Designing Electronic Courses is an example of an early e-learning project. It is a better case study than exemplar as it shows both the potential and limitations of Web technologies for training.
This course was developed as part of a training initiative of the Foundation for Knowledge and Competence Development (Stiftelsen för Kunskaps och Kompetensutveckling) aimed at preparing over a hundred Swedish university professors and industry professionals to begin offering electronic courses, primarily over the Internet. The training consisted of this course, sandwiched between a couple of 2-day classroom sessions.
We do not put this course forward as a model of excellent e-learning design—certainly not by today’s standards. We do think it is a good example of what can be done under some stringent limitations, like the ones you face on real projects. Limitations included:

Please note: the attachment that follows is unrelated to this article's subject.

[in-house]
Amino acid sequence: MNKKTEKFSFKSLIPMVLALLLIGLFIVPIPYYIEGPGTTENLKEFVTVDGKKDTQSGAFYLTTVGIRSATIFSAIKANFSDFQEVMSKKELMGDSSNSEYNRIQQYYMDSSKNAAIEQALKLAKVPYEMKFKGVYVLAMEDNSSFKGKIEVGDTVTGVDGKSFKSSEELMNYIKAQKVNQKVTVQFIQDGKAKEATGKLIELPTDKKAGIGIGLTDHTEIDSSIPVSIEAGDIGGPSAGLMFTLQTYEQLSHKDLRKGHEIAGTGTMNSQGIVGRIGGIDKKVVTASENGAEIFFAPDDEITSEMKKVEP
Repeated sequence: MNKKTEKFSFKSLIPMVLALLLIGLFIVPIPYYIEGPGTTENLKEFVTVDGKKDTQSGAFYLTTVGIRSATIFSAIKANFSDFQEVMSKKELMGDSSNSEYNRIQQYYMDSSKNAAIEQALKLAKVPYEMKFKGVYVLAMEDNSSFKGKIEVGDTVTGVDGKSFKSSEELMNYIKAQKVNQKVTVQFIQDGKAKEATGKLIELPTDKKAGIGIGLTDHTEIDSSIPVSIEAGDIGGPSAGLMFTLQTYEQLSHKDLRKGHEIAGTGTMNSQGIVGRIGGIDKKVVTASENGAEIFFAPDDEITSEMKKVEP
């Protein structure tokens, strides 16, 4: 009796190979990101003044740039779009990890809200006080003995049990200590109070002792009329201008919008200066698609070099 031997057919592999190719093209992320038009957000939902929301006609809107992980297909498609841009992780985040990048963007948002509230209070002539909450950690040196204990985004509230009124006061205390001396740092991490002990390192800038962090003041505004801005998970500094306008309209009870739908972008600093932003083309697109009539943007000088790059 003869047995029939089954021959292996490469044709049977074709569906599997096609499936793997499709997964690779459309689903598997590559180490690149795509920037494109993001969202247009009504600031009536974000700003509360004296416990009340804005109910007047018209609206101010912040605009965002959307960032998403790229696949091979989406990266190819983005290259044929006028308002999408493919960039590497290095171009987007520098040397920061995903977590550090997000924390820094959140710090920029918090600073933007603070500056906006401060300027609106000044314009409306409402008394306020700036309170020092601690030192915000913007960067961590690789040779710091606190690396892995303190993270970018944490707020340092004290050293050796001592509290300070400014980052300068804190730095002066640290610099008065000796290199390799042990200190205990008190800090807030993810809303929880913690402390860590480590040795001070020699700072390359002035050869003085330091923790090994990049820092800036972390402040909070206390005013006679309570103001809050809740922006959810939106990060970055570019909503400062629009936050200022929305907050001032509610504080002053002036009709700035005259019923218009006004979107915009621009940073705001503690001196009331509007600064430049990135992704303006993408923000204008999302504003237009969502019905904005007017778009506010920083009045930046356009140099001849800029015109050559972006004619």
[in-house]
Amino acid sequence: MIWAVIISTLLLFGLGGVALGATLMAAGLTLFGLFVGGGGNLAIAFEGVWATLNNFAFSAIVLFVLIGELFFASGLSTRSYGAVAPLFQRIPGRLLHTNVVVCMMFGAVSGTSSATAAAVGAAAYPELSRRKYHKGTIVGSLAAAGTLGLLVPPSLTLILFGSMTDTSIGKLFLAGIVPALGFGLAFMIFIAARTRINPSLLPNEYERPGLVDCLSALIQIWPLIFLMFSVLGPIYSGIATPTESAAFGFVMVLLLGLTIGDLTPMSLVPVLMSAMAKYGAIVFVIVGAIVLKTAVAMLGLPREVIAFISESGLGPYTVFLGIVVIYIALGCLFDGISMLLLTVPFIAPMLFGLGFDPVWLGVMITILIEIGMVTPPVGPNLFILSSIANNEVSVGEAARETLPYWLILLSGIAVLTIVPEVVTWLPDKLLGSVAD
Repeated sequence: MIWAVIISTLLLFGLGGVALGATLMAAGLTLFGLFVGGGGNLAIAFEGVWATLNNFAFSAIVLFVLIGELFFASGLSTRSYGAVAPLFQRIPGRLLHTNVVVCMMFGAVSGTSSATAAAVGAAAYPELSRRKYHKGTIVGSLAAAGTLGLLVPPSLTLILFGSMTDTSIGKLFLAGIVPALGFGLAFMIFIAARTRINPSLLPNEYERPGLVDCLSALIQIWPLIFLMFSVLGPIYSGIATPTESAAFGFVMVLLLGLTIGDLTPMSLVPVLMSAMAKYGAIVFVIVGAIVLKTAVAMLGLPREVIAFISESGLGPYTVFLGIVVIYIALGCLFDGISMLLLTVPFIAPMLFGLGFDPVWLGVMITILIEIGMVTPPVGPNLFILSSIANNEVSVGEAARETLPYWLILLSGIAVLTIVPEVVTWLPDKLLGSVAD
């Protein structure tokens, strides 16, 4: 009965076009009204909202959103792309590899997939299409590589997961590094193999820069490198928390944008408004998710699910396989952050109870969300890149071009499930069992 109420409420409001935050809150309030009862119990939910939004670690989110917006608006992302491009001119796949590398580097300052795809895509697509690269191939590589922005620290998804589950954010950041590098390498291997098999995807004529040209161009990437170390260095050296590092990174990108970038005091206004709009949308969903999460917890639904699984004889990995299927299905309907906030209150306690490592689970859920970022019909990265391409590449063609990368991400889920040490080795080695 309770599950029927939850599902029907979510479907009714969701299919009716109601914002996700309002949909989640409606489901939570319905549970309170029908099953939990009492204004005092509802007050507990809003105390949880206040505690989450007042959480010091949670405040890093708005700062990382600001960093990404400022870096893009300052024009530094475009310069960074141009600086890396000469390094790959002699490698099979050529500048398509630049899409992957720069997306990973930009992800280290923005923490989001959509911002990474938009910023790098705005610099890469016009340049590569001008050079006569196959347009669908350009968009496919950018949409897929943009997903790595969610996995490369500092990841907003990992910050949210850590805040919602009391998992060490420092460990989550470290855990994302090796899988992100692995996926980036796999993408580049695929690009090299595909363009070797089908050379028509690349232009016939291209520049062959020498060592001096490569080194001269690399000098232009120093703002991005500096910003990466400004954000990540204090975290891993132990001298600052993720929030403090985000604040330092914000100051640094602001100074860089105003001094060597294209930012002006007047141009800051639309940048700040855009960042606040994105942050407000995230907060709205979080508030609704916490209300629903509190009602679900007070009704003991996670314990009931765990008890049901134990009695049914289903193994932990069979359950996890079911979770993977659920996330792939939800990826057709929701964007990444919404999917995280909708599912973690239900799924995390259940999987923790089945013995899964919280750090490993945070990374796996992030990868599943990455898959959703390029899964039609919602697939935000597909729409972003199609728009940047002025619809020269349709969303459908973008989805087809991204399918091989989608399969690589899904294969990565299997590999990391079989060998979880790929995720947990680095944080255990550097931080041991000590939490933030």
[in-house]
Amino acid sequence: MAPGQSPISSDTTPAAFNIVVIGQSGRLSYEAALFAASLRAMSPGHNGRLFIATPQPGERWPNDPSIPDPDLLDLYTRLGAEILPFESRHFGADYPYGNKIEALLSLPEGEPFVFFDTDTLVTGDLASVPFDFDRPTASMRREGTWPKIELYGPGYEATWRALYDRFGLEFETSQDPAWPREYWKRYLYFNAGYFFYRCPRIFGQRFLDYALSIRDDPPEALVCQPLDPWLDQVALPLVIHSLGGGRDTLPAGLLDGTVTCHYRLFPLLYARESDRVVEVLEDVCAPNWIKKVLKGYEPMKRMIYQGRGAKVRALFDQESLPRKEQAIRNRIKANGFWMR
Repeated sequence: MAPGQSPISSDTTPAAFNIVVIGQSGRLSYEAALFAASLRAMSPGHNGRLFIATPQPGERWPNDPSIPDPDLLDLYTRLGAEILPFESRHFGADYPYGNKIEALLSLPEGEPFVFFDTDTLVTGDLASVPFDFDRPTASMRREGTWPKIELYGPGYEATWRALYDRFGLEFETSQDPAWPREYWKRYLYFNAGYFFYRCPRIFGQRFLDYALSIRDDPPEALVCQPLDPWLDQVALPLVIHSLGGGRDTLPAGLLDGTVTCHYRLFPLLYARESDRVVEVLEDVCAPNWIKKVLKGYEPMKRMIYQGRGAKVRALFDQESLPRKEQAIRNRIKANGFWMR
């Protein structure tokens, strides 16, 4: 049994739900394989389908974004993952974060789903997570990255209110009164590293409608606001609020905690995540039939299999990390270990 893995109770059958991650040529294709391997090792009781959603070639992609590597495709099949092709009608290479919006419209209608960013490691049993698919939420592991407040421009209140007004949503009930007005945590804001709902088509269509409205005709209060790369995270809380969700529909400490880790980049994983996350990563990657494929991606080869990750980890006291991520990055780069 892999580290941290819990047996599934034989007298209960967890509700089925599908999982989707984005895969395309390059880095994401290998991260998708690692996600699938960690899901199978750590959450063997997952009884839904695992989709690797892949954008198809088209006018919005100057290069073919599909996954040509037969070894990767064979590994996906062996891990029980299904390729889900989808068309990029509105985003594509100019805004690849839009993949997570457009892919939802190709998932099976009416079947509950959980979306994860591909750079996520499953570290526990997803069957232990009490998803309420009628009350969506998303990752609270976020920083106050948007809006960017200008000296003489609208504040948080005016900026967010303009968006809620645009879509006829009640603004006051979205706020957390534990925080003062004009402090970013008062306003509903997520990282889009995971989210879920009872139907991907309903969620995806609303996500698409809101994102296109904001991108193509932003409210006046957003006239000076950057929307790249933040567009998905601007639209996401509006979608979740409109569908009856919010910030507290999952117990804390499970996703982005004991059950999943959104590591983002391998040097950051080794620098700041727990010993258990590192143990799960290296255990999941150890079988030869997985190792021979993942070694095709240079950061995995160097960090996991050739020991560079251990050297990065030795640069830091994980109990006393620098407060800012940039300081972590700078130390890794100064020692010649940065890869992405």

- Technologies available in 1997. Robust authoring tools were scarce.
- Limited time. This entire course had to be created by 4 people working part time over a couple of months.
- Because the course had to work from CD-ROM as well as from a server, collaborative activities were all but eliminated.
The course you experience here is almost identical to the one used in 1997. We have made just a few minor changes to make it more readily accessible and to avoid copyright problems.
- PowerPoint animations were converted to Flash animations which should play OK on Macintosh and Linux systems, rather than just Windows systems.
- Links to proprietary or restricted materials have been removed. Nothing crucial.
- Feedback links have been re-aimed at William Horton Consulting, so somebody gets your feedback.